Documentary Plus, which launched in January as a streaming ad-supported video-on-demand service is jumping into the linear business with its first channel on Comcast’s Xumo platform.
The 24 hours a day, seven days a week channel will feature curated documentaries and non-fiction series will be available free to Xumo users.
Bryn Mooser, founder and CEO of Documentary Plus, told Broadcasting+Cable, he’s been pleasantly surprised by the interest in the service.
“As a documentary filmmaker myself, I knew there was a need for a platform like this,” Mooser said. "Streaming is making documentaries available to consumers in a broad way they never have been before."
Since its launch in January, Documentary Plus, a joint venture of nonfiction studio XTR and the late Tony Hsieh, has over 100,000 app installs, 2 million views on web and mobile devices, with the average user watching 80 minutes of nonfiction content.
Films in the true crime genre like The Imposter and Cartel Land have been among the most popular titles on the services. Sports, cult and funny documentaries have also done well.
Now free, ad supported linear channels are hot and Documentary Plus is taking advantage.
“This is a pretty revolutionary moment in terms of how people access content,” Mooser said. “I think FAST channels and AVOD in general is the most exciting space in streaming and its got the most room for growth. In every moment where there is a rapid growth in distribution, you have the opportunity to create the next generation of entertainment. What you’re seeing is the next generation of great channels and great networks being born.”
Working with Xumo gives Documentary Plus access to Xumo’s 24 million unique monthly viewers.
“The Documentary Plus channel will engage millions of Xumo users with its extensive range of premium documentary films and series, easily accessible across our wide distribution network,” stated Stefan Van Engen, senior VP of content partnerships and programming at Xumo. “Xumo continues to partner with best-in-class content providers and this new offering from Documentary Plus is no exception.”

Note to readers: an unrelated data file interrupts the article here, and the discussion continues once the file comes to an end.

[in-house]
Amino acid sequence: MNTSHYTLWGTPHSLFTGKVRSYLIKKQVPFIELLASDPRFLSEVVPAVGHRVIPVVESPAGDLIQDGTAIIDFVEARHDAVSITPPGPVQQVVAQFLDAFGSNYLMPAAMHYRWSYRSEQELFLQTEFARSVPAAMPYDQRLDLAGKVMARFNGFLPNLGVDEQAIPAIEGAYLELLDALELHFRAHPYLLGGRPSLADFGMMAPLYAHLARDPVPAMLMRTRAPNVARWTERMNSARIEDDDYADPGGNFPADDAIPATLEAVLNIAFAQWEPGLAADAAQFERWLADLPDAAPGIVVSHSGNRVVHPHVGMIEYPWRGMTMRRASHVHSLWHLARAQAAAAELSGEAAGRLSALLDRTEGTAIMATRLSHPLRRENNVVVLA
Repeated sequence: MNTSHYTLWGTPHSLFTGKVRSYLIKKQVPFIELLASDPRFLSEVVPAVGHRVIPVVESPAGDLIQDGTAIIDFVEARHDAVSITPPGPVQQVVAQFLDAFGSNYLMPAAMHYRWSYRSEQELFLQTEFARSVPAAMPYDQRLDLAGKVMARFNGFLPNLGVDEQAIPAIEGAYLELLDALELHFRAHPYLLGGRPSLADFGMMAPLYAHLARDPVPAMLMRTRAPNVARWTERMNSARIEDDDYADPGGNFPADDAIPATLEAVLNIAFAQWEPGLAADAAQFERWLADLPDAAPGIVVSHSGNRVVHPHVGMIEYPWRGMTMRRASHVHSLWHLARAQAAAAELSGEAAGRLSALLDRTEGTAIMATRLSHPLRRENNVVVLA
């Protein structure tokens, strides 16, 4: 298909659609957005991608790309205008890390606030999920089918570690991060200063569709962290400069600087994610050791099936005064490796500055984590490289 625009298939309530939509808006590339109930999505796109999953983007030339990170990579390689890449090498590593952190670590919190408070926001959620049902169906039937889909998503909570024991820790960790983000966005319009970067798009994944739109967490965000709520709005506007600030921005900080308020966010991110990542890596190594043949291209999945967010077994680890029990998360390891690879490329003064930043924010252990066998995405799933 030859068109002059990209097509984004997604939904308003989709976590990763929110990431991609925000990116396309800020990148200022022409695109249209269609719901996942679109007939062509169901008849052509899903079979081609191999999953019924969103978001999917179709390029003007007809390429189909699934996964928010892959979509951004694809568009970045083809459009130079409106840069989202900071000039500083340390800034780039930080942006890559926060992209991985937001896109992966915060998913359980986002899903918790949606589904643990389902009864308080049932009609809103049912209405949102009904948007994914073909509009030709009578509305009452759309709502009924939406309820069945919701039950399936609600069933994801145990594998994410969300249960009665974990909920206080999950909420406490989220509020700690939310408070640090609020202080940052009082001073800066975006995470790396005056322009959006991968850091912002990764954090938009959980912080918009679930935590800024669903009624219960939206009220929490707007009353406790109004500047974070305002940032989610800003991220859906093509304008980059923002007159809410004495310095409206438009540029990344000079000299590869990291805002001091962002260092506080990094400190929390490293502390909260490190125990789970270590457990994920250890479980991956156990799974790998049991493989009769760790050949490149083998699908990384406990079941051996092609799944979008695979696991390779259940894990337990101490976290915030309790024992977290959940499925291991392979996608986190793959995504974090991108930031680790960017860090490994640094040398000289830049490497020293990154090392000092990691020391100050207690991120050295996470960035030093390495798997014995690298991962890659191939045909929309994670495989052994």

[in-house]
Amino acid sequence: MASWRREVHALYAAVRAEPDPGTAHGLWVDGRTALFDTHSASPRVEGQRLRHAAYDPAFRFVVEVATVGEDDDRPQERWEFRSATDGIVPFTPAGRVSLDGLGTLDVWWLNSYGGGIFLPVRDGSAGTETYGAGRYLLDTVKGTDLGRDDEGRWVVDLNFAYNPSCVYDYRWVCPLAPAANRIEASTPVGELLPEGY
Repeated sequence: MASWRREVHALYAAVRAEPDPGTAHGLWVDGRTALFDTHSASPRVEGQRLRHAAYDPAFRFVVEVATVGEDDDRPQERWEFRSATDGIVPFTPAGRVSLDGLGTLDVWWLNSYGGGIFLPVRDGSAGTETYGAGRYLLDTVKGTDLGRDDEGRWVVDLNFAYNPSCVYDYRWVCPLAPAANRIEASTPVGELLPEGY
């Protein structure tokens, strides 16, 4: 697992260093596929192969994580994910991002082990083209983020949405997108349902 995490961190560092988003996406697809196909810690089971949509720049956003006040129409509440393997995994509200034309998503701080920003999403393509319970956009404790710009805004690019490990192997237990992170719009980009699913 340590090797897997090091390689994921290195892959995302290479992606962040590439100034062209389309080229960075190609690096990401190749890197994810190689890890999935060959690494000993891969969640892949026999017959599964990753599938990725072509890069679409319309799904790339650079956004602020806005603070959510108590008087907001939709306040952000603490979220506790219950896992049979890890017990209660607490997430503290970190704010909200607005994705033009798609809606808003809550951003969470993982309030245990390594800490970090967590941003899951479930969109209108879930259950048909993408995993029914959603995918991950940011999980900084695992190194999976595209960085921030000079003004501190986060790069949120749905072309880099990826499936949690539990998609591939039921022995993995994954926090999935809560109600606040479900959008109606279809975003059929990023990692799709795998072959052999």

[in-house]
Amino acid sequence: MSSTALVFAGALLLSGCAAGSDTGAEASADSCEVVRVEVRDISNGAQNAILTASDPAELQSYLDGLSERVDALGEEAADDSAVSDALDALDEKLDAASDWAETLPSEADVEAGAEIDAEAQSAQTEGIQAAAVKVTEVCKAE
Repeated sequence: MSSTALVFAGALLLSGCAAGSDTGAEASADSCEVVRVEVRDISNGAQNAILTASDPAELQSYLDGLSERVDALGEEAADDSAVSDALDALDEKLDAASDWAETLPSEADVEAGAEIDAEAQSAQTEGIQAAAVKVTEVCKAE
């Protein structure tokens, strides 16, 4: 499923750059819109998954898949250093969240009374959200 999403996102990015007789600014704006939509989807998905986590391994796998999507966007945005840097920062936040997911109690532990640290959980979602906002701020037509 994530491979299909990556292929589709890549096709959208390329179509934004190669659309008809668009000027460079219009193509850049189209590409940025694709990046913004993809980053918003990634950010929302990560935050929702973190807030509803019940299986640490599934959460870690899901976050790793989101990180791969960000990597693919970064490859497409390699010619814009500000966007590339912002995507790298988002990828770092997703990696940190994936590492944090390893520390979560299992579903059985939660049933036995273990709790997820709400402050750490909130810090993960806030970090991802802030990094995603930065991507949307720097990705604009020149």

Xumo offers more than 200 digital channels of free programming across 12 genres.
Mooser said Documentary Plus is talking to other distributors. “I want Documentary Plus to be available to as many people in the world as possible,” he said.
The channel will put its newest and best programming in prime time, while also attempting to remain topical. Documentaries about Afghanistan will be featured now, and when subjects like earthquakes in Haiti or cryptocurrencies are in the news, they’ll get rotated into the channel.
The same programming team that curates the VOD service will also use data on what’s working, what people like and what people are talking about to schedule films and shows.
Mooser said that as the channel was being developed, he had staffers watch UHF with Weird Al Yankovic, Wayne's World and A&E’s I Want My MTV documentary to get the spirit of a channel startup.
“The MTV people know that if they could just get the channel in front of people it would work, but access to the airwaves was so difficult back then, Mooser said. “For me and my team to be able to launch a 24/7 channel on documentaries that reaches millions of people with Xumo is just amazing.”
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Jon has been business editor of Broadcasting+Cable since 2010. He focuses on revenue-generating activities, including advertising and distribution, as well as executive intrigue and merger and acquisition activity. Just about any story is fair game, if a dollar sign can make its way into the article. Before B+C, Jon covered the industry for TVWeek, Cable World, Electronic Media, Advertising Age and The New York Post. A native New Yorker, Jon is hiding in plain sight in the suburbs of Chicago.
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